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Thu Mar 31, 2016, 09:23 PM

How Big Pharma sells us drugs we don't need or that don't work.

http://highline.huffingtonpost.com/articles/en/sleep-advertising/

One evening in the late summer of 2015, Lisa Schwartz was watching television at her Vermont home when an ad for a sleeping pill called Belsomra appeared on the screen. Schwartz, a longtime professor at Dartmouth Medical College, usually muted commercials, but she watched this one closely: a 90-second spot featuring a young woman and two slightly cute, slightly creepy fuzzy animals in the shape of the words “sleep” and “wake.”

Schwartz had a reason to be curious about this particular ad. Two years earlier, she had been a member of the advisory panel that reviewed Belsomra for the U.S. Food and Drug Administration—and the process had not gone well for the manufacturer, Merck. The company saw its new drug as a major innovation, emphasizing that the medication acted on an entirely different mechanism within the brain than the previous generation of insomnia medicines like Ambien and Lunesta. During the drug’s development, Merck had suggested that it could treat insomnia more effectively and produce fewer side effects than existing medications. In 2012, one Merck scientist described the science underlying Belsomra as a “sea change.”

But when Schwartz and her colleagues scrutinized data from the company’s own large-scale clinical trials, what they found was a lot less impressive. People taking Belsomra fell asleep, on average, only six minutes sooner than people taking a placebo and stayed asleep for a mere 16 minutes longer. Some test subjects experienced worrying side effects, like next-day drowsiness and temporary paralysis upon waking. For a number of people, these effects were so severe that the researchers halted their driving tests, fearing someone would get into an accident. Because of these safety concerns, the FDA ended up approving the drug at a lower starting dosage than the company had requested—a dosage so low that a Merck scientist admitted it was “ineffective.”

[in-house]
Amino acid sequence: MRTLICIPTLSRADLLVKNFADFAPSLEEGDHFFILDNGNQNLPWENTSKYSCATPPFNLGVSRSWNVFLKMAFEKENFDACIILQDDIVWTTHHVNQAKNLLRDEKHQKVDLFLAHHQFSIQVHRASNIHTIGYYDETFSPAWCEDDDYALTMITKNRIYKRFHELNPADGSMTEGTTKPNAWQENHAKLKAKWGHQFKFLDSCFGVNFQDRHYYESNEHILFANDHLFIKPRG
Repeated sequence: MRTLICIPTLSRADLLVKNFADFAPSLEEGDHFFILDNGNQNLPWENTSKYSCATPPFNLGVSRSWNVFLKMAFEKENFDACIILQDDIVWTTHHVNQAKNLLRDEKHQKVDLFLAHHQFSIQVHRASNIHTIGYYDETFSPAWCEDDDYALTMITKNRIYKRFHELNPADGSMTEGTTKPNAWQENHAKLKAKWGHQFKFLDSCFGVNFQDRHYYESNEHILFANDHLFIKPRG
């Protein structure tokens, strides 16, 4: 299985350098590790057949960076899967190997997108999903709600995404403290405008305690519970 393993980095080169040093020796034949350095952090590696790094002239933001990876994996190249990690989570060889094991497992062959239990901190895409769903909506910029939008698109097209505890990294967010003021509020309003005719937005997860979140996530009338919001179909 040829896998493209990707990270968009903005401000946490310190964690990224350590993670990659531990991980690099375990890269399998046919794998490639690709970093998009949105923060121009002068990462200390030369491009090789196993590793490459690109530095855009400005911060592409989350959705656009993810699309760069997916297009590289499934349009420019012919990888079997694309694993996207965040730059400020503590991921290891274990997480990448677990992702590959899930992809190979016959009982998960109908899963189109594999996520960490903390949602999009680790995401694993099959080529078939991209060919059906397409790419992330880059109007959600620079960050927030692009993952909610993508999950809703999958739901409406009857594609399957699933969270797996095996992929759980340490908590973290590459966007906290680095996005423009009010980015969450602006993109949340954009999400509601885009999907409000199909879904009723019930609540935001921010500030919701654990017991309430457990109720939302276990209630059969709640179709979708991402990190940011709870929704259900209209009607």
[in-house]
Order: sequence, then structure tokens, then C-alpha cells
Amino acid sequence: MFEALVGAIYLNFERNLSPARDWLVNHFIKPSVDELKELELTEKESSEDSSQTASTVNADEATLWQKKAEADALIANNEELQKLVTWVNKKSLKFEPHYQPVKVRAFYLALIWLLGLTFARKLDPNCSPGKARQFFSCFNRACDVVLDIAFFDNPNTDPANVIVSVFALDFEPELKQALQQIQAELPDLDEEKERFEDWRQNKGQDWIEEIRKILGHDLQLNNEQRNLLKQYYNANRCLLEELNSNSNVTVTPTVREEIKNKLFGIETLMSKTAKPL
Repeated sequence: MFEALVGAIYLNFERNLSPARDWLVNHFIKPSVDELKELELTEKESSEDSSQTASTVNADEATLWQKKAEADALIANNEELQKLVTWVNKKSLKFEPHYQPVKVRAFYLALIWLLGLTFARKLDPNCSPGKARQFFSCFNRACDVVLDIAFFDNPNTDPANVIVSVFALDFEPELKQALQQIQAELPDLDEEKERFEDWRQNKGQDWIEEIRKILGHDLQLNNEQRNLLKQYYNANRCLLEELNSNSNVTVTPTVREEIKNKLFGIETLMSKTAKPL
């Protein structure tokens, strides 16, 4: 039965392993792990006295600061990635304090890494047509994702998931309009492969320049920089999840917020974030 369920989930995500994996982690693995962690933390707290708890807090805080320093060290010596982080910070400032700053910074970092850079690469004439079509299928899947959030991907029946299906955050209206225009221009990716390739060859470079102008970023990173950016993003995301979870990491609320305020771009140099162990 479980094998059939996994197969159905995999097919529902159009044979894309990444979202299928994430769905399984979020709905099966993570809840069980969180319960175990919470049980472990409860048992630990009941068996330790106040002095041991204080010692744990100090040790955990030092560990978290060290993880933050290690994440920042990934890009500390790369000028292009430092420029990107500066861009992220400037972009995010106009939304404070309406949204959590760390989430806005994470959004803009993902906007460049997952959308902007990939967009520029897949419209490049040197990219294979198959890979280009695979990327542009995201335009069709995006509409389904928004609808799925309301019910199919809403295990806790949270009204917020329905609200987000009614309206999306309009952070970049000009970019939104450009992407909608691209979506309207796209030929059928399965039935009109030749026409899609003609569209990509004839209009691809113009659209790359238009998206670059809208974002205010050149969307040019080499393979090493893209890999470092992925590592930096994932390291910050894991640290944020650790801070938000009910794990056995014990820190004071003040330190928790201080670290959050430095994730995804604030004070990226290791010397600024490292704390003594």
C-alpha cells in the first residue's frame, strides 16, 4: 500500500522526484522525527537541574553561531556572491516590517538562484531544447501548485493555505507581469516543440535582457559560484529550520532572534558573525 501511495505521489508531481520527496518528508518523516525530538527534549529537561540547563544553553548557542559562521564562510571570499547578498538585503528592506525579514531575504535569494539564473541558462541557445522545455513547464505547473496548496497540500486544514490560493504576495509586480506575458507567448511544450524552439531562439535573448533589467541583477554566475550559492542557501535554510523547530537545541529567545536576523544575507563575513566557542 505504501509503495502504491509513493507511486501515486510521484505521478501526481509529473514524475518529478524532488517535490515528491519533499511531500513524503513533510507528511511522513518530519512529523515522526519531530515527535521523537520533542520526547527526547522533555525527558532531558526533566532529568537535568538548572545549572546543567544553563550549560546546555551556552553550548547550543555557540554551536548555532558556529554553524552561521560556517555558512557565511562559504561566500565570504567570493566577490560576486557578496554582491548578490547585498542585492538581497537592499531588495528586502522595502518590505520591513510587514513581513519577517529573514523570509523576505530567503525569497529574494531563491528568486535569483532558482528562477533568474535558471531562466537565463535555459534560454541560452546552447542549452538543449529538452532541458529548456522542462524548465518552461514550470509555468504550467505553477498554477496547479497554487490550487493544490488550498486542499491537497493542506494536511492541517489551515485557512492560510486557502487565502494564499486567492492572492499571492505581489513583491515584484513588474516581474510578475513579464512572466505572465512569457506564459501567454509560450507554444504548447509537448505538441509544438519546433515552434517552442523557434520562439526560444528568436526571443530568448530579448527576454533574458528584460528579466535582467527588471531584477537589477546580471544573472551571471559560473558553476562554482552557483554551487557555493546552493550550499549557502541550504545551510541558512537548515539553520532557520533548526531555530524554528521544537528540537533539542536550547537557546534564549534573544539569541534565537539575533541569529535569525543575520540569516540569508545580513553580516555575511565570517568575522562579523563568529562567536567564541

So when Schwartz saw the Belsomra ad, she was struck by how smoothly it sidestepped the drug’s limitations. A soothing voiceover hypes the science, giving a sophisticated explanation of how Belsomra targets a neurotransmitter called orexin to turn down the brain’s “wake messages.” “Only Belsomra works this way,” the voice continues. The ad ends with the young woman curling up with the “sleep” animal and falling into a peaceful slumber. “You have no idea watching that ad that we’re talking about falling asleep 6 minutes faster and staying that way an extra 16 minutes—and that’s at higher doses,” Schwartz said. “We really don't have a great idea of how well it works at the lower dose FDA actually recommends for people starting the medication.”

In the United States, commercials like these are simply part of the cultural wallpaper. But just because drug ads are ubiquitous here doesn’t mean they’re a normal way of informing consumers about their medical options. In fact, the U.S. is one of only two developed countries in the world that allow drug companies to advertise their products on television. . . .

SNIP

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Reply How Big Pharma sells us drugs we don't need or that don't work. (Original post)
pnwmom Mar 2016 OP
meow2u3 Mar 2016 #1
angstlessk Mar 2016 #2
KT2000 Mar 2016 #3
angstlessk Mar 2016 #4
Archae Mar 2016 #5
pnwmom Mar 2016 #6
Archae Mar 2016 #7

Response to pnwmom (Original post)

Thu Mar 31, 2016, 09:39 PM

1. Ever notice that every advertised drug is patent protected?

And that those meds cost an arm, a leg, and your firstborn? There's a reason for that: to drive up the cost of prescriptions, even generics.

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Response to meow2u3 (Reply #1)

Thu Mar 31, 2016, 09:44 PM

2. My favorite drug was the one that makes your toenails pretty

BUT the side effects could be liver damage and death...but hey, your toenails will be good looking!

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Response to angstlessk (Reply #2)

Thu Mar 31, 2016, 10:12 PM

3. I'm laughing here but

it is actually pretty awful that they are allowed to put this on the market.

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Response to KT2000 (Reply #3)

Thu Mar 31, 2016, 10:15 PM

4. Pharma creates problems, then produces pills to fix it

regardless of the outcome

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Response to pnwmom (Original post)

Thu Mar 31, 2016, 10:21 PM

5. I don't trust this article, since the Huffer Post is notorious for peddling woo.

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Response to Archae (Reply #5)

Thu Mar 31, 2016, 10:26 PM

6. Big Pharma is notorious for peddling woo. n/t

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Response to pnwmom (Reply #6)

Thu Mar 31, 2016, 10:31 PM

7. At times, yes.

When "Big Pharma" is caught, they pay penalties.

As was pointed out so clearly on PBS, when a supplement maker was caught selling contaminated supplements, he simply denied it and to date has never paid one dime in penalties.

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